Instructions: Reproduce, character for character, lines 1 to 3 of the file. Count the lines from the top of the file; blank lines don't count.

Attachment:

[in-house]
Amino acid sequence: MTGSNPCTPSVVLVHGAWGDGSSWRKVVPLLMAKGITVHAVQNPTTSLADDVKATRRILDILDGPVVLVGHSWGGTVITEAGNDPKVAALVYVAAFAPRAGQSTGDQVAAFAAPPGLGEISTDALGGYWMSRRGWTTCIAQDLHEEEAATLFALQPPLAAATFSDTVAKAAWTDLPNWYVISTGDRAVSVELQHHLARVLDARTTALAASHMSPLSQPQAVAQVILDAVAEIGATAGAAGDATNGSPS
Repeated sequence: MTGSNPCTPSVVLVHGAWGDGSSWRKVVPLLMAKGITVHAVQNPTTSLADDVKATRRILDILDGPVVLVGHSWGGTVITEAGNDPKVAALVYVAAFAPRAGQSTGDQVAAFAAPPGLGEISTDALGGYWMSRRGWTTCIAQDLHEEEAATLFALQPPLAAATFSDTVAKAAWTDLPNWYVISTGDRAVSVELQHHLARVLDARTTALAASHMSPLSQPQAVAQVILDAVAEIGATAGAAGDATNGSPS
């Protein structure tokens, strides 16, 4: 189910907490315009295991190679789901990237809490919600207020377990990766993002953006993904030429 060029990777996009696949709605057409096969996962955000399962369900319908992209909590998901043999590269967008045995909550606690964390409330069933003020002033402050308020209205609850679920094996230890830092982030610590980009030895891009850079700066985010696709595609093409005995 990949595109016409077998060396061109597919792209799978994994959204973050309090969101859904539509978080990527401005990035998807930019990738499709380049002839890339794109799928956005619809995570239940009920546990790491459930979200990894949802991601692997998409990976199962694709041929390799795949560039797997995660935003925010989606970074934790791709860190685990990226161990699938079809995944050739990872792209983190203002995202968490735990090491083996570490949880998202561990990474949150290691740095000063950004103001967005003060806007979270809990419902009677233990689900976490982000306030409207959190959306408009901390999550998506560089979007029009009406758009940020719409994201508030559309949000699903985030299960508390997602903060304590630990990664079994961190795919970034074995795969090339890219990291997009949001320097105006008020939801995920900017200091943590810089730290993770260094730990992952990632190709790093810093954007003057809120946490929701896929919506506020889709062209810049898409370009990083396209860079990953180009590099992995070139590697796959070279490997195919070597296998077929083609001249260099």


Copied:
[in-house]
Amino acid sequence: MTGSNPCTPSVVLVHGAWGDGSSWRKVVPLLMAKGITVHAVQNPTTSLADDVKATRRILDILDGPVVLVGHSWGGTVITEAGNDPKVAALVYVAAFAPRAGQSTGDQVAAFAAPPGLGEISTDALGGYWMSRRGWTTCIAQDLHEEEAATLFALQPPLAAATFSDTVAKAAWTDLPNWYVISTGDRAVSVELQHHLARVLDARTTALAASHMSPLSQPQAVAQVILDAVAEIGATAGAAGDATNGSPS
Repeated sequence: MTGSNPCTPSVVLVHGAWGDGSSWRKVVPLLMAKGITVHAVQNPTTSLADDVKATRRILDILDGPVVLVGHSWGGTVITEAGNDPKVAALVYVAAFAPRAGQSTGDQVAAFAAPPGLGEISTDALGGYWMSRRGWTTCIAQDLHEEEAATLFALQPPLAAATFSDTVAKAAWTDLPNWYVISTGDRAVSVELQHHLARVLDARTTALAASHMSPLSQPQAVAQVILDAVAEIGATAGAAGDATNGSPS